MODI tried to pull a fast one on Nawaz, and Pakistan. But Nawaz bit the bullet and may yet salvage the situation.
At least that’s the view here in the quarters that matter.
When the invitation came, it flummoxed the Nawaz camp. They’d really, really rather it not have come. Not at this time. Not in this way.
The civ-mil and internal situation was complicated enough. Now, the Nawaz camp felt, a hawk had tried to corner them. A trap had been sprung.
Huh? How does that work?
Nawaz has gambled. He’s called the Modi bluff.
A rejected invitation would have given Modi the perfect excuse: look, I tried, but there’s no one over there who can or will talk to us.
The upshot: the nationalist Modi would look magnanimous and yet not have to cede anything.
Normalisation would have been chucked into cold storage for a year or two. Modi would have been able to concentrate on his domestic agenda uninterrupted.
And Pakistan would have looked petty and venal on the global stage.
But Nawaz wants normalisation and he doesn’t want to wait a year or two. So he has gambled. He’s called the Modi bluff.
The upside? Modi can’t now baulk and still pin all the blame on Pakistan.
The downside? Possible yet-more friction with the boys.
But Nawaz has chosen. He’s going to Delhi. Which means the question here is, can Nawaz change the civ-mil dynamics at home?
When it comes to India and dealing with the civilians at home, the boys have developed a new strategy: the soft veto.
The soft veto is the boys letting the civilians test their ideas, but quietly — never overtly — discouraging the stuff they really don’t approve of.
It works something along the lines of: go ahead, do your thing, try your ideas — we won’t get in the way unless we think you haven’t really thought through the implications of what you’re doing.
Of course, both the civs and the boys have thought through the implications — but the two sides disagree fundamentally on a couple of things: the pace at which the implications will play out and the degree to which they should.
Yet, the soft veto itself betrays an opportunity: if there weren’t, the blunt and direct hard veto would be preferred and still in use.
What exactly is the opportunity though?
To begin with, the system has moved on somewhat. There is space for the civilians: the boys just can’t say no and expect that to automatically carry the day.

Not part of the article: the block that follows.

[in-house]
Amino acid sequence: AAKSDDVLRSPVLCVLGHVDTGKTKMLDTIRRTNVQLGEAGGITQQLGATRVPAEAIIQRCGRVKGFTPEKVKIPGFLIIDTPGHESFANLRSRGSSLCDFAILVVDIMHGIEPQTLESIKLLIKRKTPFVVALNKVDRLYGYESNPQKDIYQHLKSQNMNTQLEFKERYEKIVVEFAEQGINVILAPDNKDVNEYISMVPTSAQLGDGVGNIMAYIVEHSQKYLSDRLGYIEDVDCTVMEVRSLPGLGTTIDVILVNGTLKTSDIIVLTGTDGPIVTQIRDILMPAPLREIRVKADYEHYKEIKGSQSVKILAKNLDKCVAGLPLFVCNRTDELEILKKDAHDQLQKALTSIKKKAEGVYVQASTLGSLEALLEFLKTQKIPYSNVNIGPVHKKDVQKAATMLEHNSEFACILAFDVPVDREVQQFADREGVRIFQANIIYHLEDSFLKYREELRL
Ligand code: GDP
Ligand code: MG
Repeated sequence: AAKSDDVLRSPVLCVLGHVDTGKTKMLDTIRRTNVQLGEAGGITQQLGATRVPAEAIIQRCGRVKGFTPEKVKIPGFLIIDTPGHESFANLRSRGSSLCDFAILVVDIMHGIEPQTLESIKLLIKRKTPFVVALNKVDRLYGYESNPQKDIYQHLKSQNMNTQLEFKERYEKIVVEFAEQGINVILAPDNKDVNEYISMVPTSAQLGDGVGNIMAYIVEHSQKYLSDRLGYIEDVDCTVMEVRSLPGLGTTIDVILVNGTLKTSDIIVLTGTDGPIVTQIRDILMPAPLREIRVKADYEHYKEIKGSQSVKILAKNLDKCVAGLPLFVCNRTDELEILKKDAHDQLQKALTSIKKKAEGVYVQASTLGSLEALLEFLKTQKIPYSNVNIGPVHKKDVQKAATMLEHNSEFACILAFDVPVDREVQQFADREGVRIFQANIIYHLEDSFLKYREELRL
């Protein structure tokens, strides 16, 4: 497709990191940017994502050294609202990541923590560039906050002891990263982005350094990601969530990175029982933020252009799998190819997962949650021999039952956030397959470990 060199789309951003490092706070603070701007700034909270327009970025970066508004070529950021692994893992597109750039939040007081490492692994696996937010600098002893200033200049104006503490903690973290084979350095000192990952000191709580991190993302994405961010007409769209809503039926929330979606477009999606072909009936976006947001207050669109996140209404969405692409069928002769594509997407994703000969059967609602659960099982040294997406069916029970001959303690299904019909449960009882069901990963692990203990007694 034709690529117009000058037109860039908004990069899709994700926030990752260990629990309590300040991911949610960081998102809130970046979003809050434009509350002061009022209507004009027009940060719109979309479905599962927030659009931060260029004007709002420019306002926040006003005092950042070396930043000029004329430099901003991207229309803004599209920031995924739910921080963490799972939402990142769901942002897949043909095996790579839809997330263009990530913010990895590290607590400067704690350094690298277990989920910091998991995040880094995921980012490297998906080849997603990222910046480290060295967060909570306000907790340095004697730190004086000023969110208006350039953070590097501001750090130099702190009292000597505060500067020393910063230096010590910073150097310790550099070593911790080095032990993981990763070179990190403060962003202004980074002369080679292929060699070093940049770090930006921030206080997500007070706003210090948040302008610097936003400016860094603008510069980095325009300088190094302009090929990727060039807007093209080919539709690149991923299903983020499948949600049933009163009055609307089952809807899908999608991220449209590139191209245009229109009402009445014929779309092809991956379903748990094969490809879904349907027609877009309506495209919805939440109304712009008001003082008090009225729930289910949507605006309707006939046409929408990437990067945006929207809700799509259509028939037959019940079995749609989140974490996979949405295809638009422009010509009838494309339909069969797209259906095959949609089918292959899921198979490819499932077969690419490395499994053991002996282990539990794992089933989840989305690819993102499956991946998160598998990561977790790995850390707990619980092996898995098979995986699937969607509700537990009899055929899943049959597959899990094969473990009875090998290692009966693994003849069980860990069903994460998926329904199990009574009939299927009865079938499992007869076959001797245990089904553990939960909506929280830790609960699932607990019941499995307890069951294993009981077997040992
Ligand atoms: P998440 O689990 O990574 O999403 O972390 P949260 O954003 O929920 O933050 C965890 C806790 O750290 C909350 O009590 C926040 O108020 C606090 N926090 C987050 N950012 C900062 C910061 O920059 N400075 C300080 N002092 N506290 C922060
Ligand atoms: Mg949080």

For immediate reference, have a look at the Musharraf trial and the TTP dialogue. Add going to India for Modi’s inauguration now.
But, as Nawaz has proved and may now be trying to unprove, the civilians have their own priorities — which means they won’t necessarily or swiftly capitalise on the space the system has created for them.
Yet, if the civilians don’t — or won’t — raise their game, could the soft veto itself be set for a further softening?
The soft veto itself is born of two different, if not quite opposing, views among the boys on India: the hawkish view and the moderate one.
The hawks’ view is simple: cold peace. You, India, do your thing; we, Pakistan, do our thing — and never shall the twain meet.
Strong, muscular army; just-enough trade; controlled visa regime; arms-length cooperation on an issue-to-issue basis; and never, ever giving up on a just and equitable settlement on Kashmir.
Since Mumbai, the hawks have been in the ascendant. Because an angry India is a threatening India.
The moderates though continue to exist. And, paradoxically, this may be their time.
The moderates view is a relative one, arguably ideology blunted by pragmatism, and can also be summed up neatly: Pakistan is falling behind India.
Yes, there must be a just and equitable settlement on Kashmir, but nothing just nor equitable happens to anyone who falls far behind a rival.
Yes, India was, is and will remain the country Pakistan has to worry about the most, but those worries will only compound themselves if India pulls away too much.
Economically. Diplomatically. Militarily. Pulling away, far, far away. India hasn’t done it yet, but what if it does?
Originally, the moderates’ concern focused on India growing several times at the rate Pakistan was.
But as India’s growth slowed, Pakistan’s internal security problems pulled it even lower, which meant the relative gap remained wide — troublingly wide, perhaps on its way to irreversibly wide, as far as the moderates were concerned.
The move from the hard veto to the soft veto had much to do with the moderates’ view. It made military/security sense and the hawks were not too threatened because they still had their veto.
Now though a triple whammy may be upon us, strengthening the moderates’ case and possibly softening the hawks’ veto further.
The domestic situation is bad and Afghanistan will be in flux again. So Pakistan is likely stuck in a trough for a while. But what if Modi does exactly what he campaigned on? Ie, gets India to soar again.
The relative gap — the Pak-India gap that concerns the moderates so — would widen into a chasm. And just when a Hindu nationalist is in power.
Everything the moderates, the pragmatist-ideologues, have ever feared could come together in one, big terrible mess of a bang.
So why not hold off on the veto and see what Nawaz can get out of Modi?
This could be the moderates’ time, finally.
Now, if only Nawaz knew how to make nice with the hawks.
The writer is a member of staff.